Family Tree by Susan Wiggs
Bainbridge Island has its share of No. 1 New York Times best-selling authors, but can anyone top Susan Wiggs, who has written more than 50 books and sold millions upon millions of copies in the process? She’s back at it with “Family Tree,” the first book to come out of her new association with publisher William Morrow.
This tale focuses on the producer of “The Key Ingredient,” a popular California-based cooking show on TV. Vermont-born Annie Rush is the brains behind the camera – it was her concept to begin with. Her husband, Martin Harlow, is the charismatic onscreen chef and co-host.
Regular spats are inevitable when spouses work so close together, but when Annie discovers she is pregnant, she is overjoyed. She rushes to her husband’s trailer on set to tell him the good news – and discovers Martin in flagrante delicto with his onscreen sidekick.
Blindsided, she careens away from the vivid scene, only to be caught in an accident just moments later. A scissors-lift on the set fails and a scaffold collapses on top of her.
When she comes to, it is in a rehab facility one year later, and she is back in Vermont. The medical team overseeing her recovery counsels her family not to overwhelm Annie with all that has happened since she went into a coma, but to let her recuperate at her own pace.
Annie’s mother is there to help, and so is Annie’s brother and his wife. Annie’s dad is there, too, which seems strange, because he had deserted the family several years ago.
And a few friends from high school drop by, including handsome Fletcher Wyndham. Annie remembers that he had been her high school sweetheart – he still sparks an uncanny effect on her – but she can’t remember what had caused them to break up.
Annie undergoes grueling physical therapy and continues to recover her memories. She learns that after the accident, as soon as it became clear that her recovery was in doubt, Martin divorced her, shipped her back to her family in Vermont, and carried on with both the show and his co-star.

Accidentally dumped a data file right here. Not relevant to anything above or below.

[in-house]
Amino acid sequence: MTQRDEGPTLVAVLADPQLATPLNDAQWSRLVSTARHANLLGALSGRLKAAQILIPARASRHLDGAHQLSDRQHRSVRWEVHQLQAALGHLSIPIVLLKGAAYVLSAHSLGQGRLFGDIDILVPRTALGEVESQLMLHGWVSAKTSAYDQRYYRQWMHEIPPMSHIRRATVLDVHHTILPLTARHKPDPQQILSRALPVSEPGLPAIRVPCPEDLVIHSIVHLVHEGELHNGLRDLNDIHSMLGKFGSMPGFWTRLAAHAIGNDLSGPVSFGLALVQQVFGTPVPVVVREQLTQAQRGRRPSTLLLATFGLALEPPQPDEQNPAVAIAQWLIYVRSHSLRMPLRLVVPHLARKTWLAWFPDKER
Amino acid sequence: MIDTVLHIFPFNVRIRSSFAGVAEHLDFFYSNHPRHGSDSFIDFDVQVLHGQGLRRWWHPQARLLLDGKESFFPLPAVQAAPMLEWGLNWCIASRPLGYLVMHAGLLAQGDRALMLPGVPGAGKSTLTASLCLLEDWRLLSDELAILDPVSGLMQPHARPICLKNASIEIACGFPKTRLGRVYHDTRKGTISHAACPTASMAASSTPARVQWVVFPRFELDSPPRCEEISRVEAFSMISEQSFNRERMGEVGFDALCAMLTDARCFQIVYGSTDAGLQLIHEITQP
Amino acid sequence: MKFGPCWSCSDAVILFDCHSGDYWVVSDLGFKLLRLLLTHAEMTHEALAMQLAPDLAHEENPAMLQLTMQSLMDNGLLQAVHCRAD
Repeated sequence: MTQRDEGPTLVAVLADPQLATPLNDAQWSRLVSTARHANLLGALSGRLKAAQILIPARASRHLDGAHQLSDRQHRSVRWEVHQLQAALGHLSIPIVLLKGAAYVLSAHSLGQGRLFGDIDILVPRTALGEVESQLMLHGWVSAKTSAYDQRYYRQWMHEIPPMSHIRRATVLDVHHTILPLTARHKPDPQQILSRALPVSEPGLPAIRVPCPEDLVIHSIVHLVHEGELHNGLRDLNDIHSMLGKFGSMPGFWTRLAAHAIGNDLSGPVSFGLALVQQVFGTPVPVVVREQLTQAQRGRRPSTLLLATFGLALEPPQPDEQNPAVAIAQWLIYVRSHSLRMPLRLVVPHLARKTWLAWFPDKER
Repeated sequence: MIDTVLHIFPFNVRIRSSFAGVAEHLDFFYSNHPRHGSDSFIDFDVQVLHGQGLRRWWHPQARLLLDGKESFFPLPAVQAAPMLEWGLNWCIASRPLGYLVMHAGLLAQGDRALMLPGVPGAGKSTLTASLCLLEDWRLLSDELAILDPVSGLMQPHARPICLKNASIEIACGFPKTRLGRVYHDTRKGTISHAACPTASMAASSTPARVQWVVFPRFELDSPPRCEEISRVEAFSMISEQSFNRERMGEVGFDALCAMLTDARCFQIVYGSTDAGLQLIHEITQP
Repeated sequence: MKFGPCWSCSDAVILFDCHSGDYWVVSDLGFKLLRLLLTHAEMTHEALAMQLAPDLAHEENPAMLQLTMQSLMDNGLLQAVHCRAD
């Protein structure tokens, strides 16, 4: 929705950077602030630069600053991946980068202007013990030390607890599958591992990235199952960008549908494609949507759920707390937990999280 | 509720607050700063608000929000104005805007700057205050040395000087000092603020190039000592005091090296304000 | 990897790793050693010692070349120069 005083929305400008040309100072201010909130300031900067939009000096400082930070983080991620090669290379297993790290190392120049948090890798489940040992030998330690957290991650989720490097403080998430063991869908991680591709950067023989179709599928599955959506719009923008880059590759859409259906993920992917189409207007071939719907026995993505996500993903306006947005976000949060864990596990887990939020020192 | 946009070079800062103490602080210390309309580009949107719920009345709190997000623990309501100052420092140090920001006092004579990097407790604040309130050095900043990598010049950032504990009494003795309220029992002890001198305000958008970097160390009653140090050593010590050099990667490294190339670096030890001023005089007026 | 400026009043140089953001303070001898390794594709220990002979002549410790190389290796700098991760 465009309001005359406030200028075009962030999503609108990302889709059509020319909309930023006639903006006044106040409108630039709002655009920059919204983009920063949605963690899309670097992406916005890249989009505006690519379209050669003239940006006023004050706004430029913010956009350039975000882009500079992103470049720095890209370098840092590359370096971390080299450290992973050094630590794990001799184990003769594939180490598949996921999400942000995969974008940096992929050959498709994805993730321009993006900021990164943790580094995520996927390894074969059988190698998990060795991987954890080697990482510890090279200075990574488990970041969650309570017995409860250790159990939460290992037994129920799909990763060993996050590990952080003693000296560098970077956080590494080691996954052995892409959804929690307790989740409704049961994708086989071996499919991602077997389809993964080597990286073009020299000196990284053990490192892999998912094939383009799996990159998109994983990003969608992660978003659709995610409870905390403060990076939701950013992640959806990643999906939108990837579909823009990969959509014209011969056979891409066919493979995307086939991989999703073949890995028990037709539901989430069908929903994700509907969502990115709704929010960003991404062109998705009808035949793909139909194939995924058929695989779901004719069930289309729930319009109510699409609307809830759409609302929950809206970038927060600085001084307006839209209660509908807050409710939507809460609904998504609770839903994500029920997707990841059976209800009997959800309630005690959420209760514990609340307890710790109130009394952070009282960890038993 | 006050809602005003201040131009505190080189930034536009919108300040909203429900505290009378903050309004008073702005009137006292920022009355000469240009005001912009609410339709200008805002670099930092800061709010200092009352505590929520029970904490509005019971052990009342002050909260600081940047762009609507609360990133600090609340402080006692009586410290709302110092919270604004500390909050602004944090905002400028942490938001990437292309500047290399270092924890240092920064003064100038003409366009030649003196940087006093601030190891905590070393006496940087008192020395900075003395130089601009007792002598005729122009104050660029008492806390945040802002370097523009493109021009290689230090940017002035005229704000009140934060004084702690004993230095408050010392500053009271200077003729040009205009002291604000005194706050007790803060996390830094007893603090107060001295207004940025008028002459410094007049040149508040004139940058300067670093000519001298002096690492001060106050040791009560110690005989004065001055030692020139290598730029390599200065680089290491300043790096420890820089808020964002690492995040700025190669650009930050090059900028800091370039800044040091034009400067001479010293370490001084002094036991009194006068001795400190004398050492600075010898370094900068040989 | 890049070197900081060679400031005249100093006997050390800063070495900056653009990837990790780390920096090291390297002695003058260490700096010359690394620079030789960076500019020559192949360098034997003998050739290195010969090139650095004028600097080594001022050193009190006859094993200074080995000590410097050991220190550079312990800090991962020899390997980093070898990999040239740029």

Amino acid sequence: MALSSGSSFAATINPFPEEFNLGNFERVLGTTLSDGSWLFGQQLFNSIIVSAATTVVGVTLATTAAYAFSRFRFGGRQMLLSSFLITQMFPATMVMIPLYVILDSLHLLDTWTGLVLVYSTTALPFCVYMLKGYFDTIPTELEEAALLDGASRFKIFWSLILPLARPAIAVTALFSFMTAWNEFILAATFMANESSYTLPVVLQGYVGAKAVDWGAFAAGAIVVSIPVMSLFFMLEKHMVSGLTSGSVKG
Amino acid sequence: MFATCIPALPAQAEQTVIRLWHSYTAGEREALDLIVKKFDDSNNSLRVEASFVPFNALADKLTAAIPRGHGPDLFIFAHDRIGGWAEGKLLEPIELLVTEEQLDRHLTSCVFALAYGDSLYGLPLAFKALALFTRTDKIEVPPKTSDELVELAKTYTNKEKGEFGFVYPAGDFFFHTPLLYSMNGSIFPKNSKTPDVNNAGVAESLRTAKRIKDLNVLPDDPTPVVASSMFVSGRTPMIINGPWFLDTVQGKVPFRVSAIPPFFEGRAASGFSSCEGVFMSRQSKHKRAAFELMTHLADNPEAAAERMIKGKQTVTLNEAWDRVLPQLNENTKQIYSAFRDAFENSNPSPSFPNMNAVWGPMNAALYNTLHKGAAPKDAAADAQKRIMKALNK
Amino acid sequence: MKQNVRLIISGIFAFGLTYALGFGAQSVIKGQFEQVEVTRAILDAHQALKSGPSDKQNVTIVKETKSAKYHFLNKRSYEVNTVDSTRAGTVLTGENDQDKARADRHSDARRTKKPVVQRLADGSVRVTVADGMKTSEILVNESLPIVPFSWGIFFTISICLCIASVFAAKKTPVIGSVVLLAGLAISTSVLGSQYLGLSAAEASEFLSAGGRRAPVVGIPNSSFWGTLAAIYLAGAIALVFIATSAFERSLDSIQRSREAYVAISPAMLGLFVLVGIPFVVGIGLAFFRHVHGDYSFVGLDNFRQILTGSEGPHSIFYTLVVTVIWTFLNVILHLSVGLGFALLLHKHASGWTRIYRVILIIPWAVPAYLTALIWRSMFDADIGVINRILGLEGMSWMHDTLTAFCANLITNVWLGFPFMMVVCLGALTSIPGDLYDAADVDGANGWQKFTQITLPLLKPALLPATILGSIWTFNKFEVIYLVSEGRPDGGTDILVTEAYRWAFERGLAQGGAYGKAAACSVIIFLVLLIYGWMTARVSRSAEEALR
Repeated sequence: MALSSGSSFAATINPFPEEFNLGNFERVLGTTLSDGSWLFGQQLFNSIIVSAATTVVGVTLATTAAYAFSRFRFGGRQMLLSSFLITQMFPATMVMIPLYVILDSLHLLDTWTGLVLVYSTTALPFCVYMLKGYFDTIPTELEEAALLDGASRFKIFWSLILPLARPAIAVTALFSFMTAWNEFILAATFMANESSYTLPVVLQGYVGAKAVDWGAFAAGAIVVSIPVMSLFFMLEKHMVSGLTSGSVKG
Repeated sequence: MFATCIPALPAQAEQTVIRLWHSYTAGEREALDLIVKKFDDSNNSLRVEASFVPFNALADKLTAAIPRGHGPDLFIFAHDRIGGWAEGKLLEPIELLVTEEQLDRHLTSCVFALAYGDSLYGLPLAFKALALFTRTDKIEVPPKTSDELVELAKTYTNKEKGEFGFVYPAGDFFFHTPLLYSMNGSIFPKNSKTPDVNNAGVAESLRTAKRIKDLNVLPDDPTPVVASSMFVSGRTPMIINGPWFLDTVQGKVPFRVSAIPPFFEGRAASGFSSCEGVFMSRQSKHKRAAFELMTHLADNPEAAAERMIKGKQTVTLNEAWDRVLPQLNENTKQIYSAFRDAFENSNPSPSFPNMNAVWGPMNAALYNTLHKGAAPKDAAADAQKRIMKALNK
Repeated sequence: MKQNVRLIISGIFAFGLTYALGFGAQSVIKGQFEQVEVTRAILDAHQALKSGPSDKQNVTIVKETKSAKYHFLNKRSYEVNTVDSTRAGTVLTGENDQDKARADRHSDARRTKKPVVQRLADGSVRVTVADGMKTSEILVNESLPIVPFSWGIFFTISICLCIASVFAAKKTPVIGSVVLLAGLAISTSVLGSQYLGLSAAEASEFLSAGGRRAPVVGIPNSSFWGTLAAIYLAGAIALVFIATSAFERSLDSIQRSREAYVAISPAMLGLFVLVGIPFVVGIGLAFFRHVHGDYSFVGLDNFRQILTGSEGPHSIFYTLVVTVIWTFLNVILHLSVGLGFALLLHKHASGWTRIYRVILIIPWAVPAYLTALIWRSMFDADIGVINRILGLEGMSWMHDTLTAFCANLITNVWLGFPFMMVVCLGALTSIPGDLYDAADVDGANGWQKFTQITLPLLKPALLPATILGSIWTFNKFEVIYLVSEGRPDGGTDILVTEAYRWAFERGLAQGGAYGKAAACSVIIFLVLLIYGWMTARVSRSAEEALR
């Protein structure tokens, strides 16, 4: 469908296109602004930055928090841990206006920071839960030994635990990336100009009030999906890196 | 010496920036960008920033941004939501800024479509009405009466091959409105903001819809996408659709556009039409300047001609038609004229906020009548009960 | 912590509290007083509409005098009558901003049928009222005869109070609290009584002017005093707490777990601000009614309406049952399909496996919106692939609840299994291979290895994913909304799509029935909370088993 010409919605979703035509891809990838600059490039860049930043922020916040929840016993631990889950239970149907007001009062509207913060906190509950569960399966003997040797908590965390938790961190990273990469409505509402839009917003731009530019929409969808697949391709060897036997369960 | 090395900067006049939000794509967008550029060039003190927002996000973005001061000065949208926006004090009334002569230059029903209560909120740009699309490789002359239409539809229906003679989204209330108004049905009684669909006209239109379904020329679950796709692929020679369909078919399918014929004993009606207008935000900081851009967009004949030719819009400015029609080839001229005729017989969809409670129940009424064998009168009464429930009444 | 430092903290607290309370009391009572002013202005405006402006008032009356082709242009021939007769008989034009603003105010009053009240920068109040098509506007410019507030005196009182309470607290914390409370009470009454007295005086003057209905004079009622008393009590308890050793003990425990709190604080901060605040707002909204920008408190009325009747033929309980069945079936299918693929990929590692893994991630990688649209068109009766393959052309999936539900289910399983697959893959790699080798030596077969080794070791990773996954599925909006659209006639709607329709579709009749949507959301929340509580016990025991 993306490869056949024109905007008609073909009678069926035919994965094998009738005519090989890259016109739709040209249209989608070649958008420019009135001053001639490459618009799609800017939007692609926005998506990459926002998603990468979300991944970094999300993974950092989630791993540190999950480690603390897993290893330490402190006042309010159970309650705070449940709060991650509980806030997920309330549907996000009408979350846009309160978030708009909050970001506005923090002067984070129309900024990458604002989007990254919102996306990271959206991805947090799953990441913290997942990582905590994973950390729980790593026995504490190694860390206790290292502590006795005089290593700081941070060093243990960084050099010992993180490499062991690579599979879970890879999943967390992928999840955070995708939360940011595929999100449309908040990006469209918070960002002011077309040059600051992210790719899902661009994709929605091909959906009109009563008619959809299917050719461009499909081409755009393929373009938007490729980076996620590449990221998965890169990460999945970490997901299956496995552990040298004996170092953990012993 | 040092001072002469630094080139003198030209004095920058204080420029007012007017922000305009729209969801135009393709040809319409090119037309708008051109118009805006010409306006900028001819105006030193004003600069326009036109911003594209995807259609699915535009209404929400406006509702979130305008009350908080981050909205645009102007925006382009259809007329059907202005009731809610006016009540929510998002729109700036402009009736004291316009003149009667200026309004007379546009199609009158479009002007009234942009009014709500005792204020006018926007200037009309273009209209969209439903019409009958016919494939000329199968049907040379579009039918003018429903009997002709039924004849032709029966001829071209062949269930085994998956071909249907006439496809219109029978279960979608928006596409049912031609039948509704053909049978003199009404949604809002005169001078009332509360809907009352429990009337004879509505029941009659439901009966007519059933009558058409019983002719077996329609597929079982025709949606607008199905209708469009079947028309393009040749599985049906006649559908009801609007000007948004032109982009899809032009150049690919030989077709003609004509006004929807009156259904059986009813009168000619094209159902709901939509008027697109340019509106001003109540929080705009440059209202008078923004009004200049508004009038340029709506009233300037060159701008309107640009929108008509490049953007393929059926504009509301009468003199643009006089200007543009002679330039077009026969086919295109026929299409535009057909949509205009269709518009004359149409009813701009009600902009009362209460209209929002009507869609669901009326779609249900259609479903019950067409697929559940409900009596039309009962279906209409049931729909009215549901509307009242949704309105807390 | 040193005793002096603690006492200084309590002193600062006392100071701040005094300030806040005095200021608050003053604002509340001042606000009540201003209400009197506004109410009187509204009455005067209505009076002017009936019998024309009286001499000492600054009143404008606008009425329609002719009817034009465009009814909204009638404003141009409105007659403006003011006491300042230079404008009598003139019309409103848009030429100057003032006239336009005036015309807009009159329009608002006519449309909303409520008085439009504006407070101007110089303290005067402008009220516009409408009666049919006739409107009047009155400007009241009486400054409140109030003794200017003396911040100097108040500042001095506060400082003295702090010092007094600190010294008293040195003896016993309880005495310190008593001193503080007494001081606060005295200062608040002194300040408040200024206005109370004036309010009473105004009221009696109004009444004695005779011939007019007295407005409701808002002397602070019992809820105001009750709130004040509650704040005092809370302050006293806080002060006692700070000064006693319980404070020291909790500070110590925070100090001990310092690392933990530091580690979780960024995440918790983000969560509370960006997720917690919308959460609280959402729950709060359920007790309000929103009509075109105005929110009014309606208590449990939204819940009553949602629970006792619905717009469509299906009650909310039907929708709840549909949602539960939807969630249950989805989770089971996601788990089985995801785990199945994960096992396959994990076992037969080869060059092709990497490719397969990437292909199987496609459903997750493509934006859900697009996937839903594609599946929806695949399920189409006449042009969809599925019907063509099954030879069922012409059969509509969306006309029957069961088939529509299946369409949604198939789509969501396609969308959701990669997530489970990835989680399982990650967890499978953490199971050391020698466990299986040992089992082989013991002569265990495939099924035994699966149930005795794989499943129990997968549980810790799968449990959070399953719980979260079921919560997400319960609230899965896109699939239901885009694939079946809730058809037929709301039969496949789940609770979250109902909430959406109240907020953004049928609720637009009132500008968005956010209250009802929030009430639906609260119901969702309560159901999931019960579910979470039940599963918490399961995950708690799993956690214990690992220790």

Eventually, Annie also remembers that she had been pregnant, and she succumbs to fresh grief when she realizes that the accident that befell her also ended her pregnancy.
Wiggs tells the story of “Family Tree” in Now and Then chapters, as well as from the points of view not only of Annie, but also of Fletcher and occasionally of Annie’s mom. This is an effective way of sharing the characters’ unvoiced fears and motivations with the readers, but the whipsawing plot line does become wearisome.
As the lead character, Annie is a strong-willed, hard-working dreamer – complicated but likable. Her male counterparts are less well-drawn: Fletcher is one of those too-good-to-be-true packages, and Martin is a charming snake.
Nonetheless, Wiggs knows how to create a story that has dimension. Annie has to grapple with issues of identity, ambition, family ties and romance. “Family Tree” has good rosots.
The Bookmonger is Barbara Lloyd McMichael, who writes this weekly column focusing on the books, authors and publishers of the Pacific Northwest. Contact her email@example.com